Stop the stigma: Depression in college

Amanda Irons
Amanda Irons

We all get lonely. There’s no shame in that.

Sometimes you get blue and you can’t explain it or figure out why you are feeling like you do. Sometimes you get blue and you are simply lost in that emotion. It comes from left field and sucker punches you right in the gut, leaving you unable to go out and enjoy the things you know or used to enjoy.

Approximately 44 percent of college students in the United States admit to having feelings of depression, yet over two-thirds don’t talk about it or seek any help, according to PsychCentral.com, an online mental health website. In fact, suicide is the second leading cause of death among college-aged students, according to the Suicide Prevention Resource Center.

It seems that no one wants to talk about depression.

It’s a conversation where no one really knows the right thing to say, or how to start talking, because there’s a silent stigma surrounding mental health. It’s a stigma that is detrimental to helping those who really need it.

This is evident whenever mental health issues get brought up.

While I was watching TV with my friends recently, a mental health commercial came on. The commercial shows a dad getting groceries out of the back of the car.  He turns to his kids and says how he thinks the family would be better off without him. The conversation my friends and I were having ended. Everyone was watching the commercial. Only once it was over did anyone feel like they could speak. The first thing anyone said was, “Well, that got real.” Everyone felt awkward. It was uncomfortable.

Depression can be difficult to discuss, especially for those who are suffering from it. It’s a coming-out of sorts because you can’t tell how people will react. You don’t want to be a burden. You don’t want people to treat you differently, like you’re sick and they have to walk on eggshells around you or treat you with an exceptional amount of gratitude. It’s something you keep to yourself because something deep inside you tells you that no one really cares and it doesn’t matter. It’s a vicious cycle of thoughts that tear you apart and make you feel empty.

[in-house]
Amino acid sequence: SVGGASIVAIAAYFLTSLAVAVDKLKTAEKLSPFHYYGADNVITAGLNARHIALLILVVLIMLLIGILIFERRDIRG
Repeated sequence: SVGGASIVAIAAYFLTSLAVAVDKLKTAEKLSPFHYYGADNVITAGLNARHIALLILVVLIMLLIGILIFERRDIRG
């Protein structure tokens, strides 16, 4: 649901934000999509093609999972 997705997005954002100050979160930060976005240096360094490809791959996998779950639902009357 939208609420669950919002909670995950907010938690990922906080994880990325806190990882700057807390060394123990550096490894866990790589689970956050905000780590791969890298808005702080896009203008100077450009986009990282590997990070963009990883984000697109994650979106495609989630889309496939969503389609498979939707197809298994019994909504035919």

I know this because I have fallen victim to these thoughts in the past.stigma

It’s not something I prefer to talk about, and it’s more easily swept under the rug. But the whole problem with mental health is that no one wants to talk about it. The least I could do to help stop the stigma is talk about my own issues.

A giant misconception about depression is that it is derived from some horrifying event in a person’s past. Nothing scarring happened to me. I had a perfectly swell childhood. I have the most nurturing family that supported my every exploration with open arms and loving smiles. Sometimes, for seemingly no reason, the weight of the world seems too much to bear. This causes a slew of upsetting thoughts, and the only solution seems to be taking a nap for as long as your body will physically allow you to sleep. When I wake up, I normally feel balanced again. I continue  without anyone even noticing a misstep in emotion.

It’s easy to fall into the mindset that you are the only one feeling this way, that you are the only one hurting. That is so painfully far from the truth. The reason you think you are alone is because no one wants to talk about it. Few people are willing to put aside the awkwardness and recognize their own problem.

The stigma around mental health is preventing people from getting help, and I’m not okay with that.

I know it can be hard to start a conversation about your own issues. Trust me, I can perfectly relate to that. But realize it’s imperative to your health that you confront the problem. If you had an infection in your leg and you realized the problem was only getting worse and spreading, I can only hope that you’d put aside your discomfort and get help. The same is true for mental health. Prolonged suffering only leads to the problem growing bigger and getting worse.

Find someone to confide in. Make it your roommate, girlfriend, coworker, mom, whoever. It doesn’t matter who you talk to as long as you don’t let yourself fight the battle alone.

If you notice a friend withdrawing from the world, confront the issue. Maybe they are sleeping all day or not sleeping at all. Perhaps they’re not eating or over-eating. If they seem to always be distracted or have difficulty concentrating or remembering information, talk to them about it. Invite them on a walk through Bidwell Park. I can almost guarantee they will hesitate, but it is crucial that you stay persistent. Offer your support. Show yourself as someone who cares, and who can be trusted. You have no idea the impact a good, caring friend can make in someone’s life.

Whether it’s because you just failed an important exam or a family member passed away, or maybe it’s for no reason at all, know that feelings of depression will hit you at some point in your life. Don’t let the fear of judgment prevent you from seeking help. Speak up for mental health and stop the stigma.

 

Amanda Irons can be  reached at [email protected] or @Orion_opinion on Twitter.

Illustration by Liz Coffee.